4. This Court has jurisdiction pursuant to 28 U.S.C. § 1331. 5. Aricept (donepezil) is an acetylcholinesterase inhibitor used to treat Alzheimer’s disease. Aricept is a drug within the meaning of the FDCA, 21 U.S.C. § 321(g)(1), and a new drug within the meaning of 21 U.S.C. § 321(p). 6. The FDCA prohibits the introduction into interstate commerce of any new drug 7. The FDCA requires the FDA to withdraw approval of unsafe drugs. 21 U.S.C. 8. The FDCA prohibits the introduction into interstate commerce of any drug that is misbranded. 28 U.S.C. § 331. A drug is misbranded if its labeling does not contain 9. Aricept is manufactured by Eisai Co., Ltd., and marketed by Pfizer, Inc. In 1996, the FDA approved Aricept as a treatment for Alzheimer’s disease at a dose of 5 or 10 mg Case 1:12-cv-01461 Document 1 Filed 09/05/12 Page 4 of 8 once a day. With the patent on the 5 and 10 mg tablets set to expire in November 2010, Eisai sought approval for a 23 mg version of Aricept that would extend the patent for 10. On March 19, 2007, the FDA met with Eisai to establish the requirements for approval of the 23 mg per day dose of donepezil. The FDA agreed to Eisai’s request for submission of a single efficacy study. The FDA has long-required that the efficacy of a drug intended for the treatment of Alzheimer’s disease be demonstrated on both a cognitive instrument and on a global or functional measure: on a cognitive measure, because the core symptoms of Alzheimer’s disease are cognitive; and on a global or functional measure to confirm that the effect on the cognitive measure is clinically meaningful. Thus, the FDA informed Eisai that the proposed 23 mg formulation of donepezil would be considered effective and would be approved only if it was shown to have statistically significant superiority over the 10 mg dose on two primary efficacy measures: the Severe Impairment Battery (SIB) and the Clinician’s Interview Based Impression of Change-Plus (CIBIC+). The secondary efficacy measures for the study were the Alzheimer’s Disease Cooperative Study – Activities of Daily Living Scale (ADCS-ADL) and the Mini-Mental Status Examination (MMSE). 11. Eisai submitted the results of the study to the FDA on September 24, 2009. The study showed a small but statistically significant difference on one of the co-primary endpoints, the SIB, but no statistically significant difference in scores on the other co- primary endpoint, the CBIC+. Thus, the results of the study failed to satisfy the FDA’s criteria for demonstrating the efficacy of the higher dose of donepezil. Further, the study Case 1:12-cv-01461 Document 1 Filed 09/05/12 Page 5 of 8 revealed no statistically significant treatment difference on the two secondary efficacy 12. Although the study failed to show that the 23 mg dose has any clinically meaningful benefit, the study demonstrated that, in comparison with the 10 mg dose, the use of a 23 mg dose of donepezil is associated with a significant increase in risk to patient safety. Study subjects taking the 23 mg dose had a higher incidence of all adverse events. In particular, the use of the 23 mg dose was associated with a much higher incidence of vomiting, which, in patients with Alzheimer’s disease, can lead to pneumonia, massive gastrointestinal bleeding, esophageal rupture, or death. 13. The results of the study were reviewed by FDA staff. The FDA’s medical reviewer, Ranjit B. Mani, M.D., concluded that Eisai had failed to provide substantial evidence of the efficacy or safety of the 23 mg dose of Aricept. Thus, Dr. Mani recommended against approval of the application to market a 23 mg dose of Aricept, finding that “[t]he results of Study 326 did not satisfy the pre-specified criteria for demonstrating the efficacy of the higher dose of donepezil (23 mg QD).” Similarly, the FDA’s statistical reviewers concluded that the study did not demonstrate the efficacy of 14. Despite the study’s failure to demonstrate the efficacy of the 23 mg dose on the pre-specified criteria, and despite the FDA staff’s recommendation that approval be denied, the Director of FDA’s Division of Neurology Products, Russell G. Katz, M.D., decided that the FDA should approve Eisai’s application to market a 23 mg dose of Aricept. Dr. Katz acknowledged that the study failed to demonstrate any superiority of the 23 mg dose over the 10 mg dose on measures of overall functioning, and that the Case 1:12-cv-01461 Document 1 Filed 09/05/12 Page 6 of 8 higher dose is associated with a significant increase in the incidence of adverse events, 15. On July 23, 2010, the FDA approved Eisai’s application to market a 23 mg dose of Aricept, thereby extending Eisai’s patent protection for an additional three years. 16. On May 18, 2011, pursuant to 21 C.F.R. § 10.30, Public Citizen filed a petition with the FDA urging the FDA immediately to remove from the market the 23 mg dose of Aricept and to add to the labeling of the lower dose forms of Aricept and generic donepezil a warning that the use of higher doses is counter indicated because of the increased risk of adverse events. Public Citizen’s petition relied entirely on the information that was before FDA when it made its decision to approve the 23 mg dose of Aricept. Public Citizen was joined by co-petitioner Thomas E. Finucane, M.D. Dr. Finucane is Professor of Medicine in the Division of Gerontology and Geriatric Medicine at the Johns Hopkins University School of Medicine and Staff Physician at the Johns Hopkins Bayview Medical Center. Dr. Finucane is a member of the John Hopkins Berman Institute of Bioethics and of the Editorial Board of the Journal of the American 17. On June 7, 2011, the FDA acknowledged receipt of Public Citizen’s petition and assigned it docket number FDA-2011-P-0455-0001/CP. By letter dated December 1, 2011, the FDA indicated that it had not yet reached a decision because the petition “raises significant issues requiring extensive review and analysis by Agency officials.” 18. Public Citizen’s petition provides sufficient grounds for the FDA to begin the process of withdrawing the 23 mg dose of Aricept from the market pursuant to 21 U.S.C. Case 1:12-cv-01461 Document 1 Filed 09/05/12 Page 7 of 8 § 355(e), and to order enhanced labeling of the lower dose forms of the drug pursuant to 19. Public Citizen is entitled to a decision on its citizen petition, see 21 C.F.R. § 10.30(e)(2). To date, the FDA has not issued a decision on Public Citizen’s petition. 20. The considerable danger to public health caused by the FDA’s failure to withdraw the 23 mg dose of Aricept from the market and to add a warning to the lower dose forms of the drug counsels in favor of expeditious action on Public Citizen’s petition. The pace of the FDA’s decisional process is lagging unreasonably in light of the nature and extent of the public health interests at stake. CLAIMS FOR RELIEF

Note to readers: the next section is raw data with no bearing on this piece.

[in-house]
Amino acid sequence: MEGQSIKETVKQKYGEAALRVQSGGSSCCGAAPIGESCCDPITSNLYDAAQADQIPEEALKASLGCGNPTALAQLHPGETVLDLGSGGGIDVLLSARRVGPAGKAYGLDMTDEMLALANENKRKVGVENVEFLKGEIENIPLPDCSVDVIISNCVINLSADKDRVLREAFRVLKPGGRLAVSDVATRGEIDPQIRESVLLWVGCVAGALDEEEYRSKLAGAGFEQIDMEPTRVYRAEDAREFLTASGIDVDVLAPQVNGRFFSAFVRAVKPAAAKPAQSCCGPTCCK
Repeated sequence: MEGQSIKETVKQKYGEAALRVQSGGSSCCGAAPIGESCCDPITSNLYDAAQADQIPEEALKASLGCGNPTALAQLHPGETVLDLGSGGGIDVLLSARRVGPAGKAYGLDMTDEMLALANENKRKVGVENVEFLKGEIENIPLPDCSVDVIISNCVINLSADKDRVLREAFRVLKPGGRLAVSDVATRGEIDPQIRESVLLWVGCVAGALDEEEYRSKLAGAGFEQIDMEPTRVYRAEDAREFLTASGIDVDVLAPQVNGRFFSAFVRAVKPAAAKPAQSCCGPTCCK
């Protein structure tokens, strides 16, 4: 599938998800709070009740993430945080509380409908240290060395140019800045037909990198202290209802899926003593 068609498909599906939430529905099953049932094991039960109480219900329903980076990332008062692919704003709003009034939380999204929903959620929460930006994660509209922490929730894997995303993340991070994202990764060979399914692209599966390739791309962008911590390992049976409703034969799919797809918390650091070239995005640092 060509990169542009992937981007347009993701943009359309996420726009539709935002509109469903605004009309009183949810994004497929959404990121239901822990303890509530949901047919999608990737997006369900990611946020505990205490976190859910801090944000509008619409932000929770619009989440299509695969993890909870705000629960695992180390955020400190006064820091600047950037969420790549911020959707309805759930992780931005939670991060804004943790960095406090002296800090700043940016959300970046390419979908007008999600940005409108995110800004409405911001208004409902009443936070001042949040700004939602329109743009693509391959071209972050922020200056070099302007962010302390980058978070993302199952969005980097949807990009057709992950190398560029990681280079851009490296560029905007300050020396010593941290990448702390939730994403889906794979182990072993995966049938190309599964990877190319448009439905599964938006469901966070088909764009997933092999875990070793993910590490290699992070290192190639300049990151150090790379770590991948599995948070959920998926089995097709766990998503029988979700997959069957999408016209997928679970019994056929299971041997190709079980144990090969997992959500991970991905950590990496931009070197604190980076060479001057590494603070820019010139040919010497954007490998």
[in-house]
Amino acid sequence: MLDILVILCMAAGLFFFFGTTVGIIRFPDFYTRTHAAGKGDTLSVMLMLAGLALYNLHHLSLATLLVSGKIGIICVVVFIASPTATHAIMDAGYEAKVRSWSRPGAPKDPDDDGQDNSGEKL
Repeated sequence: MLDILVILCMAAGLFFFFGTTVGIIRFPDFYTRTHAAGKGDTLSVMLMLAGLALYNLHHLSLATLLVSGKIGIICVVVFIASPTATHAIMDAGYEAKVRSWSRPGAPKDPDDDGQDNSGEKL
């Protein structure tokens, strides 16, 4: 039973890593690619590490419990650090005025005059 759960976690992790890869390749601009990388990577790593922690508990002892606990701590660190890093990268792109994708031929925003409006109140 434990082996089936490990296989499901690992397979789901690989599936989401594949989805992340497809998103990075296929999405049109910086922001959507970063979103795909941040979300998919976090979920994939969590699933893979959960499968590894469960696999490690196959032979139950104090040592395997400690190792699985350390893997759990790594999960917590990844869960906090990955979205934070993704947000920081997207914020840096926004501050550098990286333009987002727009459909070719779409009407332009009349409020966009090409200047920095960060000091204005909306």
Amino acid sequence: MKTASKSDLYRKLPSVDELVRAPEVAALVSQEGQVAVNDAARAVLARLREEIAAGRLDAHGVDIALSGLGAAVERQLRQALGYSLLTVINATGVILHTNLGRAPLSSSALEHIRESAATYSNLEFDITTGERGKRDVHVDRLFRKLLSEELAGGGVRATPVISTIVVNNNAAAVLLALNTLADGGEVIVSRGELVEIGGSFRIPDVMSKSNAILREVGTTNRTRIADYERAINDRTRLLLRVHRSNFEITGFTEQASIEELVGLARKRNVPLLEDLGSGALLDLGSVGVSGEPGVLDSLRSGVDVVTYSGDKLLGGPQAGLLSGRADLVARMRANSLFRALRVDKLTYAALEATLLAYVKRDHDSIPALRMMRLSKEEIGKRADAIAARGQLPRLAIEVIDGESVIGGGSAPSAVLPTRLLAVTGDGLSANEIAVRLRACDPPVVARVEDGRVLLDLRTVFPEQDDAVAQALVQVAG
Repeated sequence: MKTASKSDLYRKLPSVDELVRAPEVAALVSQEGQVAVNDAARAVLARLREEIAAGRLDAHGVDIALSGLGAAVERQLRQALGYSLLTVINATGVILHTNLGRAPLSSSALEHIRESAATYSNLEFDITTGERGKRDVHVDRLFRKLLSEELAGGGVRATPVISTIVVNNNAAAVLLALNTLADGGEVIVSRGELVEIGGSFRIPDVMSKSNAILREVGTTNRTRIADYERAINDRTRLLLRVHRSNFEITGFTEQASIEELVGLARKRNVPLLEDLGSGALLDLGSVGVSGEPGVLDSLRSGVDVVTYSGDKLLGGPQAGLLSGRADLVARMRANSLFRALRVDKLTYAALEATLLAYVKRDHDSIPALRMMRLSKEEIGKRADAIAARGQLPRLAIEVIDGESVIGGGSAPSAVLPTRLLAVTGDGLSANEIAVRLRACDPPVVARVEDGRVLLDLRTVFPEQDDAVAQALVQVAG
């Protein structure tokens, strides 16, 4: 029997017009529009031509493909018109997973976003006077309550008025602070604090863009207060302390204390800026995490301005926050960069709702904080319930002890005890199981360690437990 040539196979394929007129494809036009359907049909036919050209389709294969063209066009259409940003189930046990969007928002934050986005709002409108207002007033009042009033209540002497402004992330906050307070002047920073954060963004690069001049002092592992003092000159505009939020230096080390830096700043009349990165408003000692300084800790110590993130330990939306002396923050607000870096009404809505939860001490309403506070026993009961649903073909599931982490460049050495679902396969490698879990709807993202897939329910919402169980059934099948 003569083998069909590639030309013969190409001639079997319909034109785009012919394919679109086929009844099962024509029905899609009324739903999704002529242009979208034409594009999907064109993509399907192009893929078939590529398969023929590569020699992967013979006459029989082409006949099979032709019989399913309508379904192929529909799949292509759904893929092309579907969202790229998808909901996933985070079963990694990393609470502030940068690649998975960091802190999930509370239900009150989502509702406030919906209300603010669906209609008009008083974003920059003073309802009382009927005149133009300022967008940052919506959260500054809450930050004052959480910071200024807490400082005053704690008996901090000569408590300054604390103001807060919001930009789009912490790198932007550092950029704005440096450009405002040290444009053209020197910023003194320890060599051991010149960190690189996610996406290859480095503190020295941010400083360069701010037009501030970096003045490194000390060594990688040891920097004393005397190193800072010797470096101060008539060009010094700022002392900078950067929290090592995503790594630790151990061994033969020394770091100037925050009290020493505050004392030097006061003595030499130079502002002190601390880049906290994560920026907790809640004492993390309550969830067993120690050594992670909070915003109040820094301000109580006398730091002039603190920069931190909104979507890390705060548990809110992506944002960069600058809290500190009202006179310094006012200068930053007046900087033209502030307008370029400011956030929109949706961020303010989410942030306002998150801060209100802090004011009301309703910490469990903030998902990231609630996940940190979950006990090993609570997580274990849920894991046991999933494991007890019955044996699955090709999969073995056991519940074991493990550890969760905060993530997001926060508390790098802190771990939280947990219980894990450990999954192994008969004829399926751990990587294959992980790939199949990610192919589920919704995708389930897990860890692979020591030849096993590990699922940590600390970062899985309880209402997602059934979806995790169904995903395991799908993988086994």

21. The FDA’s failure to act on Public Citizen’s petition constitutes agency action unlawfully withheld or unreasonably delayed and violates the Administrative Procedure 22. The FDA’s failure to act on Public Citizen’s petition is not in accordance with law and violates the Administrative Procedure Act, 5 U.S.C. § 706(2)(A). WHEREFORE, Plaintiff requests that this Court Declare unlawful the FDA’s failure to act on Public Citizen’s petition; Order the FDA to issue a decision on Public Citizen’s petition within 30 days of declaring the FDA’s failure to act unlawful; Award Public Citizen its reasonable costs and attorney’s fees under 28 Case 1:12-cv-01461 Document 1 Filed 09/05/12 Page 8 of 8 /s/ Michael T. Kirkpatrick _______ Michael T. Kirkpatrick (D.C. Bar No. 486293) Adina H. Rosenbaum (D.C. Bar No. 490928) Public Citizen Litigation Group 1600 20th Street NW Washington, DC 20009 202-588-1000 [email protected] Attorneys for Plaintiff Public Citizen

Source: http://blogs.law.stanford.edu/lawandbiosciences/wp-content/uploads/sites/8/2012/10/Pub-Citizen.pdf